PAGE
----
Some unhappy families are unluckier than others

Looks like A24, founded in 2012 and quickly becoming a major player in movie distribution, is pulling quality horror flicks out of a hat with disquieting regularity: they brought us The VVitch in 2015, It Comes At Night and The Killing of a Sacred Deer last year. Ok, for some, Sacred Deer is not exactly a horror movie, but like the others, it features a family in distress. And so does Hereditary. And if you find an unhappier, unluckier family than the Grahams anywhere in film or literature, you were looking maybe too hard. Continue reading

The Rear-View Mirror: Looper (2012)

Each Friday we travel back in time, one year at a time, for a look at some of the cultural goodies that may appear closer than they really are in The Rear-View Mirror. Join us on our weekly journey into the past!

Bruce Willis has made far more stinkers during his career than really good movies. Time travel is often just a gimmick for action-loaded sci-fi flicks, and used in a wrong or physically impossible manner. If you are certain of these things, then obviously, you haven’t seen Rian Johnson’s Looper. And I think you should. I am not much of a sci-fi or fantasy fan, but Looper lets a few of my pet peeves come together and turns them into a pretty good flick. Continue reading

Soldiering on

Sicario: Day of the Soldado is a textbook example of diminishing returns. What is missing most of all is Kate Macer, the Emily Blunt character from Denis Villeneuve’s original Sicario (2015), who provided us with an entry into the seriously skewed ethics of clandestine missions across the US-Mexican border in the unwinnable war on drugs. Also missing is Roger Deakins’ excellent camera work. Soldado, again written by Taylor Sheridan, and directed by Stefano Sollima, an Italian director with experience in crime stories (the Gomorra series), focuses instead on the two characters we already know: Matt Graver (Josh Brolin), the US government’s go-to guy for unsavoury operations and unusual footwear, and Alejandro (Benicio del Toro), the vengeful hired gun. This time round, the US government finds that terrorists disguised as Mexicans have crossed the border. That makes the crossing a terrorist act in their eyes, and so they are allowed to retaliate. See what I mean by skewed ethics? Continue reading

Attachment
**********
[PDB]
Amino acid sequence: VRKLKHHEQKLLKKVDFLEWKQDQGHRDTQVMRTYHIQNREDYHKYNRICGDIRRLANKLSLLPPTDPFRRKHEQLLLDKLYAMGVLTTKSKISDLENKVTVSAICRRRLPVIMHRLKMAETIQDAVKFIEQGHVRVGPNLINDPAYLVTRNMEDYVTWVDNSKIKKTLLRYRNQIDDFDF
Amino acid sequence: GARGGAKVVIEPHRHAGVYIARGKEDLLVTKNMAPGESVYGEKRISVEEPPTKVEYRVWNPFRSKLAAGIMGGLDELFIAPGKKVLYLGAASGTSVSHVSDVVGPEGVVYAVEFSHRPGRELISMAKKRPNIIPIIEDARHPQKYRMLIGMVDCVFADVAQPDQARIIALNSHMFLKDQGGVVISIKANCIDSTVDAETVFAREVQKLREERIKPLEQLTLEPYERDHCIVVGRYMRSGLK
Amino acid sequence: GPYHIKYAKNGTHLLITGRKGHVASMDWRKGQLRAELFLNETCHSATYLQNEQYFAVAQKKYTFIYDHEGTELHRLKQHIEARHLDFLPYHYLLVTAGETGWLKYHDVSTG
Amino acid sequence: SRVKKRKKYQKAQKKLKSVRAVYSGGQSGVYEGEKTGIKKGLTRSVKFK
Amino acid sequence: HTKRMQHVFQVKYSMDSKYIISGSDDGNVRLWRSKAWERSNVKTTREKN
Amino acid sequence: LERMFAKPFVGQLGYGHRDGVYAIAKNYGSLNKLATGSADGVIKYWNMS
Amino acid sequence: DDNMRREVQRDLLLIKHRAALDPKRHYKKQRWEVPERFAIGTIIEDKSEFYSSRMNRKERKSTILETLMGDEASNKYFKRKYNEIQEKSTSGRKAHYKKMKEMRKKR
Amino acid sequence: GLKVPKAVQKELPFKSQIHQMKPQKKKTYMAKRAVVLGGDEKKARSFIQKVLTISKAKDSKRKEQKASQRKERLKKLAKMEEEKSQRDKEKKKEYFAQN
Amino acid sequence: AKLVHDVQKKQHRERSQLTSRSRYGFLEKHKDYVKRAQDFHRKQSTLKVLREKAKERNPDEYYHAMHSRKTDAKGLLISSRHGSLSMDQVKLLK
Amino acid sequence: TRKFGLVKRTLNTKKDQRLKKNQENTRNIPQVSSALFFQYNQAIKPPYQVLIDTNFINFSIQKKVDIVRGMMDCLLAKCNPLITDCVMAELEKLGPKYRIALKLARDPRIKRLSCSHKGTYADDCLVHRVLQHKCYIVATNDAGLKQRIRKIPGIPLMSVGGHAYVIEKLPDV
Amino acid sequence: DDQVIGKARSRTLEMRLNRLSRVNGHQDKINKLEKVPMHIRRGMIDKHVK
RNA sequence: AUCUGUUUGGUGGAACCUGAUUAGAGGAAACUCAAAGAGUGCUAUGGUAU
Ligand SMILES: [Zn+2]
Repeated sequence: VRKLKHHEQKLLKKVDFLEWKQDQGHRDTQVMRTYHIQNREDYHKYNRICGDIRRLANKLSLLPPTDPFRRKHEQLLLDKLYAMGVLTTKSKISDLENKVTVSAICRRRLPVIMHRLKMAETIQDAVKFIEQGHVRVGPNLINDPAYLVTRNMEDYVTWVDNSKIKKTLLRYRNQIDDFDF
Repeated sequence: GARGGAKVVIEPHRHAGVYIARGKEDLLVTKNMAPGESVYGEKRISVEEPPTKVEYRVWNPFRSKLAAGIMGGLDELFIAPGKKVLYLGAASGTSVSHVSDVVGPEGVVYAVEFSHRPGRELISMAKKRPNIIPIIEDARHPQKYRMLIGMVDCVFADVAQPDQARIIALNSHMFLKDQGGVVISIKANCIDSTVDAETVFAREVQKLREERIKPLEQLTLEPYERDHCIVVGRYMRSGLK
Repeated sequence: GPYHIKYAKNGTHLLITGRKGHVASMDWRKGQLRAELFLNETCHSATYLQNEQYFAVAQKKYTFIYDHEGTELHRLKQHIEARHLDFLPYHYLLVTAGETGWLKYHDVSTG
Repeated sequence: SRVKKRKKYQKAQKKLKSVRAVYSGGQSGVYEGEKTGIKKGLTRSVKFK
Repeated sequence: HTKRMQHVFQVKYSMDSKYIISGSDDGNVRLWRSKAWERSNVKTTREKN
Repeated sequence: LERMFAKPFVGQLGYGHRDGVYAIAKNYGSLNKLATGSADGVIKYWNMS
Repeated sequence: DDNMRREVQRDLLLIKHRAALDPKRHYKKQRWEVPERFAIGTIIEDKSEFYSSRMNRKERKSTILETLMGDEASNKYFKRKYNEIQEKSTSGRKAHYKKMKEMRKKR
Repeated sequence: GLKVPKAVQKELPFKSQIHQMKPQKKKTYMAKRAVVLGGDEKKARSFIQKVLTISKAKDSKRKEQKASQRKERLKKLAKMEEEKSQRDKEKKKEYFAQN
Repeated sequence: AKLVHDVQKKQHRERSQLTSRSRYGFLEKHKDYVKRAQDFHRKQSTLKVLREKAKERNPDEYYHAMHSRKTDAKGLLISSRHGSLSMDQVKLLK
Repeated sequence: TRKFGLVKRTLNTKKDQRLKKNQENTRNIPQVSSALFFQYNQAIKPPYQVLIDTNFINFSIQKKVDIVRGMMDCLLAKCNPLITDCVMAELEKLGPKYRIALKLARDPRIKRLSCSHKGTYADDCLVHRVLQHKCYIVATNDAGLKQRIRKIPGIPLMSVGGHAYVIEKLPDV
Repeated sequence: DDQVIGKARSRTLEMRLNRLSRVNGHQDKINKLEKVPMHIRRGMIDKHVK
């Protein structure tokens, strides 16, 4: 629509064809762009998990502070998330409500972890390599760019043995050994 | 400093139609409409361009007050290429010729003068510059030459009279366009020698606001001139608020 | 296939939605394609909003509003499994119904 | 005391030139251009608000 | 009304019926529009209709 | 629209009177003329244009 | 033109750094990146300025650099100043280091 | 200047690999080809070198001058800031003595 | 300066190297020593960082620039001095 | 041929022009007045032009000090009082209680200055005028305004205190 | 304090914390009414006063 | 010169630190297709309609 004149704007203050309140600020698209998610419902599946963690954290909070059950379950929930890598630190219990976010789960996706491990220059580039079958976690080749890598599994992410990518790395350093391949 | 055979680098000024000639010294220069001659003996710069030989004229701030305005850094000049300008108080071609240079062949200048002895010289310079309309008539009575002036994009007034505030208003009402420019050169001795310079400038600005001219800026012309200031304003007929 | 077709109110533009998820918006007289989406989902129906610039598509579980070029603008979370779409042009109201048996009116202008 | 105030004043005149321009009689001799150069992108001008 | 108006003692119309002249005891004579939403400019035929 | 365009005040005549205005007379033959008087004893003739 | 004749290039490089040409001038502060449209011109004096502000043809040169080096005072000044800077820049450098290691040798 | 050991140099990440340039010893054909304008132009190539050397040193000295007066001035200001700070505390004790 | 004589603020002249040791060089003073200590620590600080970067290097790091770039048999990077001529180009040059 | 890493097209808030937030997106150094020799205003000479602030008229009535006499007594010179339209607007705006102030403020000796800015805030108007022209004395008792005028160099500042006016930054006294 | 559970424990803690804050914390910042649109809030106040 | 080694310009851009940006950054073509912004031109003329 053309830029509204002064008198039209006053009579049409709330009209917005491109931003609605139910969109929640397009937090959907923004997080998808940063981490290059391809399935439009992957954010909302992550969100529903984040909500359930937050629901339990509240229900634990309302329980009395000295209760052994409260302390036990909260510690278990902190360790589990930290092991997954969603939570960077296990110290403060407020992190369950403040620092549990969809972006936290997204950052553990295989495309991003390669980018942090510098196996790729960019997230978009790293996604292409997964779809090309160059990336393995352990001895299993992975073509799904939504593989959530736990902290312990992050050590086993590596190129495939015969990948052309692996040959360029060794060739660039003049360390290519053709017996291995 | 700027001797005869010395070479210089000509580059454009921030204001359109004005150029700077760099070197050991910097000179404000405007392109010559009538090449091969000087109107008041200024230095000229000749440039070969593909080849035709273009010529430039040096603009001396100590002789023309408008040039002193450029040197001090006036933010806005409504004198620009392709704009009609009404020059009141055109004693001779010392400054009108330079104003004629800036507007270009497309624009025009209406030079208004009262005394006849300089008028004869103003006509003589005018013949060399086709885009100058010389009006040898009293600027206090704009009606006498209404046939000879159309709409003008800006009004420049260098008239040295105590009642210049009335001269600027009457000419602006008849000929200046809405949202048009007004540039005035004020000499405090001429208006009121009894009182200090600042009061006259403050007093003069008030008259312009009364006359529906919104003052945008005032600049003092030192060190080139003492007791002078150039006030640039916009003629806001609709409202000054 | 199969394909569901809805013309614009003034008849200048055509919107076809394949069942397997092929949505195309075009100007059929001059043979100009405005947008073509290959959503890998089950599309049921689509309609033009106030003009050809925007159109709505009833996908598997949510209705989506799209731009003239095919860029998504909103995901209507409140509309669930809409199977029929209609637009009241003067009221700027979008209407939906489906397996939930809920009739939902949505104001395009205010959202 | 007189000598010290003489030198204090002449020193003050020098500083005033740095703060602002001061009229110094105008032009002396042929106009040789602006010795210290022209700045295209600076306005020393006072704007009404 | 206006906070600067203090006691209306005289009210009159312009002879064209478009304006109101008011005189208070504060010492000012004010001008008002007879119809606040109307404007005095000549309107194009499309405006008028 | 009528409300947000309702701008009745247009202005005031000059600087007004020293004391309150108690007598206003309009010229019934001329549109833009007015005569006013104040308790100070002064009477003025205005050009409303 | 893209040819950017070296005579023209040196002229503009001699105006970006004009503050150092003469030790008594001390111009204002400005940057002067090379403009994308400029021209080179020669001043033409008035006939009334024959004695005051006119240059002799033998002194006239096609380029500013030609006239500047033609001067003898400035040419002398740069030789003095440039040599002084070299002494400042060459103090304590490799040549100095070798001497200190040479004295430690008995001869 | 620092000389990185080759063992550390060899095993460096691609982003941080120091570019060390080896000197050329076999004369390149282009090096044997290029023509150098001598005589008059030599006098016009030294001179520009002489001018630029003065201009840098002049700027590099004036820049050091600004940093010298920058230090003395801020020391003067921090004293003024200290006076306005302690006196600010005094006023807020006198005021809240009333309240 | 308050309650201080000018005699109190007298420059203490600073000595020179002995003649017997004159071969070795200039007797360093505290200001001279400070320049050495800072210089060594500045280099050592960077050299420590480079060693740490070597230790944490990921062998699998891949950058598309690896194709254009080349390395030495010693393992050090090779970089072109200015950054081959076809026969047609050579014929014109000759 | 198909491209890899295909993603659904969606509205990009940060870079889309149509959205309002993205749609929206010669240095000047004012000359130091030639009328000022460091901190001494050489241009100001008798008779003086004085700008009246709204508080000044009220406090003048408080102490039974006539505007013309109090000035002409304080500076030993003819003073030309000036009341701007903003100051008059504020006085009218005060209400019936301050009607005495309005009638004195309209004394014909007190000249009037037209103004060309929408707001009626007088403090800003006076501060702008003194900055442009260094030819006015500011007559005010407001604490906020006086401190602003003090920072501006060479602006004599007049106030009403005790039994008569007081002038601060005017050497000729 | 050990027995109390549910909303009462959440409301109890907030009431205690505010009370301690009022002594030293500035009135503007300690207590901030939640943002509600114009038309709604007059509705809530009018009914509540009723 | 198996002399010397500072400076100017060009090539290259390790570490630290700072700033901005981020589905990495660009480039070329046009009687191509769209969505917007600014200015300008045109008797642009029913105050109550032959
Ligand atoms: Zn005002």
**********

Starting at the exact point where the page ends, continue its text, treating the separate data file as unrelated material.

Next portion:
The Rear-View Mirror: Halt and Catch Fire (2014)

Each Friday we travel back in time, one year at a time, for a look at some of the cultural goodies that may appear closer than they really are in The Rear-View Mirror. Join us on our weekly journey into the past!

Whenever there is something technical to be done about this site, it’s not me. I don’t have it in me, and I need constant technical advice and supervision. So the joke is probably on me when I tell you that I really like the first season of Halt and Catch Fire, an AMC series that started in 2014 and ended last year with its 4th season. HaCF is about a small Texas computer hardware company called Cardiff Electronics in the 1980s, where three employees go rogue and secretly want to beat giant blue chip IBM in building a better, affordable computer. Continue reading